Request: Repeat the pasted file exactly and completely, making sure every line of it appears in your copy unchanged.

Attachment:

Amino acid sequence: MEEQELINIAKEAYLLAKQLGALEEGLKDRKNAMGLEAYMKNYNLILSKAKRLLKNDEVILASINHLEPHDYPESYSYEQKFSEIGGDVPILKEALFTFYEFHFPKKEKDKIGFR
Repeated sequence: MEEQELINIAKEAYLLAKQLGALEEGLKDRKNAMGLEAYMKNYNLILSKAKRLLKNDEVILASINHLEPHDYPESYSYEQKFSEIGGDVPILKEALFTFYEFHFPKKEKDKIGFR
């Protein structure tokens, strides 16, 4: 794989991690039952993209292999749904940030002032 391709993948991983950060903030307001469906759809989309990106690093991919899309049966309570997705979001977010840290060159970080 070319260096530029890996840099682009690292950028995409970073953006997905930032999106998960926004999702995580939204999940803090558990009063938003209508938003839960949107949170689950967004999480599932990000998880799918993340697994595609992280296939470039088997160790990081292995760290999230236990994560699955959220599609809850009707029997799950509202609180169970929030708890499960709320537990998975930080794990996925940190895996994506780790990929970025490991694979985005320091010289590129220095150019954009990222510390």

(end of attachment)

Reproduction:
Amino acid sequence: MEEQELINIAKEAYLLAKQLGALEEGLKDRKNAMGLEAYMKNYNLILSKAKRLLKNDEVILASINHLEPHDYPESYSYEQKFSEIGGDVPILKEALFTFYEFHFPKKEKDKIGFR
Repeated sequence: MEEQELINIAKEAYLLAKQLGALEEGLKDRKNAMGLEAYMKNYNLILSKAKRLLKNDEVILASINHLEPHDYPESYSYEQKFSEIGGDVPILKEALFTFYEFHFPKKEKDKIGFR
């Protein structure tokens, strides 16, 4: 794989991690039952993209292999749904940030002032 391709993948991983950060903030307001469906759809989309990106690093991919899309049966309570997705979001977010840290060159970080 070319260096530029890996840099682009690292950028995409970073953006997905930032999106998960926004999702995580939204999940803090558990009063938003209508938003839960949107949170689950967004999480599932990000998880799918993340697994595609992280296939470039088997160790990081292995760290999230236990994560699955959220599609809850009707029997799950509202609180169970929030708890499960709320537990998975930080794990996925940190895996994506780790990929970025490991694979985005320091010289590129220095150019954009990222510390």